Well, the short answer is yes.
… But you probably wouldn’t want to.
The Spanish orange industry is nothing short of sensational. The value of their annual exports routinely approaches a billion euros. Orange production in Spain offers quality, variety, and excessive quantity.
In the city of Valencia, oranges are so abundant they even grow on the trees lining the streets!
Valencia has over 741,000 acres of land devoted to orange cultivation all year long. With a climate and land so conducive to growing these wonderful orange fruits, it seems rather logical they’d embrace and honor them all throughout the city.
Upon my arrival in Valencia, I was in absolute awe of the orange trees. Seeing such colorful, fruitful trees was a true wonder. In the heart of winter!? Back at home in New Jersey where I grew up, you’d be hardpressed to find a green tree past September. I love chestnut and black oak trees… but this was so different.
Homey and cozy though they may be, don’t be deceived by their beauty. Yes, there is something so cheerful about seeing brightly colored ripe oranges dangling above your head while walking through a city in the middle of the winter. But don’t let them fool you.
When I asked my Spanish boyfriend why the city streets were filled with these beautiful oranges, he tried to pull a quick-one on me and claimed that the orange trees were a government-sponsored food initiative to combat hunger.
“The oranges in Valencia are a government-sponsored food initiative to combat world hunger,” he claimed.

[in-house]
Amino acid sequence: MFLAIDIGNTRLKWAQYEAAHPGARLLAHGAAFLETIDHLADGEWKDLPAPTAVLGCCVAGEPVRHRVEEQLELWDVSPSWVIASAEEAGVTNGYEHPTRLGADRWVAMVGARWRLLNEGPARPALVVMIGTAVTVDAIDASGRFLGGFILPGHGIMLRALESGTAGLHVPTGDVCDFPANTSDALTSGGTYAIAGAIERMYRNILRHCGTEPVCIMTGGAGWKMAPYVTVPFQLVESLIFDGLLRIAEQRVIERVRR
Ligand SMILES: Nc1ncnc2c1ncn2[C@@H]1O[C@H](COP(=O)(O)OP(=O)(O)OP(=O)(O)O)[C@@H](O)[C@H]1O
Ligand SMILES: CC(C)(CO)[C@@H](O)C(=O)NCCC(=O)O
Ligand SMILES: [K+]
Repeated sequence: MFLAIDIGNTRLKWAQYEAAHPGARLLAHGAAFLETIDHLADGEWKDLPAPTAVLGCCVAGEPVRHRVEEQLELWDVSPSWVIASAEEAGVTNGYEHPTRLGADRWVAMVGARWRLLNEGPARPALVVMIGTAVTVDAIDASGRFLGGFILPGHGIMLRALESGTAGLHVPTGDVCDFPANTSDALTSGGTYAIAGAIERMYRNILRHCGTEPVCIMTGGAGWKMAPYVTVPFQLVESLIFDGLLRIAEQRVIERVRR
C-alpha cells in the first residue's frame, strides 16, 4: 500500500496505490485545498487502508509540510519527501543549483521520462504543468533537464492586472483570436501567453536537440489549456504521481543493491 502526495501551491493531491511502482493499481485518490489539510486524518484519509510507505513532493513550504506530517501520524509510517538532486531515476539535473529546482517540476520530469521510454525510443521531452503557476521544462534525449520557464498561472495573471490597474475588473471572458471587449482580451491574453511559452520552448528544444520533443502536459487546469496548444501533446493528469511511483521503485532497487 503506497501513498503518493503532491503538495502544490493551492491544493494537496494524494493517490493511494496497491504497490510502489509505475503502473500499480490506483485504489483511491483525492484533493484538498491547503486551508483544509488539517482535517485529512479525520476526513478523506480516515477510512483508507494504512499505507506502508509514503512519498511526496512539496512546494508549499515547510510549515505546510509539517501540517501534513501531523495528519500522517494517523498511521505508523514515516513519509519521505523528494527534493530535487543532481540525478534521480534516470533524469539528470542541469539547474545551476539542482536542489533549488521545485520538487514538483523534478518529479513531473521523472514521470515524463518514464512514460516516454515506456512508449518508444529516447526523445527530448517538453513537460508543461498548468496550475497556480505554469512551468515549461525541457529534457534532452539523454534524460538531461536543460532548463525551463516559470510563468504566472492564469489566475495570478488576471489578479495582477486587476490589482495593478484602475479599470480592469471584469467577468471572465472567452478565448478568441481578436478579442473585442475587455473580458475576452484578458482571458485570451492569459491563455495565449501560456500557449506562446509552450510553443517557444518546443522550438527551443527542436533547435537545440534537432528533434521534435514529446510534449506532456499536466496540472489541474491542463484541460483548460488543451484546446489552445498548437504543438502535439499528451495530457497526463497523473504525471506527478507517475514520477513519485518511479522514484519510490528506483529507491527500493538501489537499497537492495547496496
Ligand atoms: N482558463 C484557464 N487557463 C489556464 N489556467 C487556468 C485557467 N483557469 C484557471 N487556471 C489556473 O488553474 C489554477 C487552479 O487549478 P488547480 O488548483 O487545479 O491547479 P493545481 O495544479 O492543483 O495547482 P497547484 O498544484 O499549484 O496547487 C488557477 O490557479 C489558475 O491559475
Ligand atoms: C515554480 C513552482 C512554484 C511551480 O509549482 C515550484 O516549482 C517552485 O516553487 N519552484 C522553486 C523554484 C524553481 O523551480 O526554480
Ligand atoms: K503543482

I assumed this to be true because, well, it sounded like it made sense.
The oranges were everywhere! So why not!?
I have even heard stories in the past about a society somewhere that grows crops in abundance permitting a “take what you need” philosophy for citizens. A program that is actually sustainable. Isn’t that incredible?
Anyway, Jorge soon went on to explain to me that he was just kidding and informed me that as delicious as the oranges may appear to be, the oranges growing on the streets of Valencia are actually quite bitter and should not be eaten.
Of course, this naturally piqued my curiosity and my mind became filled with questions.
I began to wonder if they could be eaten!
I wondered what the oranges really tasted like.
They couldn’t possibly be poisonous…. right? Otherwise, Valencia’s government officials wouldn’t allow for them to be so easily accessible to the public… right?
While walking home with Jorge, we plucked off an orange and brought it home with us.
I wanted to connect to Wi-Fi, make sure I wouldn’t die first, and then if (and only if) deemed *safe*, taste-test the oranges growing in Valencia.
I couldn’t find anything online saying the oranges were dangerous so by default, I concluded the oranges must be safe.
Logic at its finest.
After dinner, I began to peel open my small orange taken from the city streets of Valencia.
I slowly licked a slice to see if I’d recoil from its taste.
As I bit into it, I was surprised!
I had this preconceived notion that the oranges would be disgusting but mine wasn’t that bad! I mean, it was bitter and sour and had a lot more in common with lemons than traditional oranges… but I love sour things! Even more so than sweet!
So this orange was actually not as horrible as I expected it to be. However, I can totally see why people from Spain don’t typically eat them and why they’re more typically sent to the United Kingdom for the industrial production of marmalade.
After conducting my super scientific taste-test analysis on eating the oranges in Valencia, the general consensus here seems to suggest we should let them be.
DO NOT EAT THE ORANGES.
Besides, the more oranges that there are on the trees, the more beautiful the city of Valencia can be!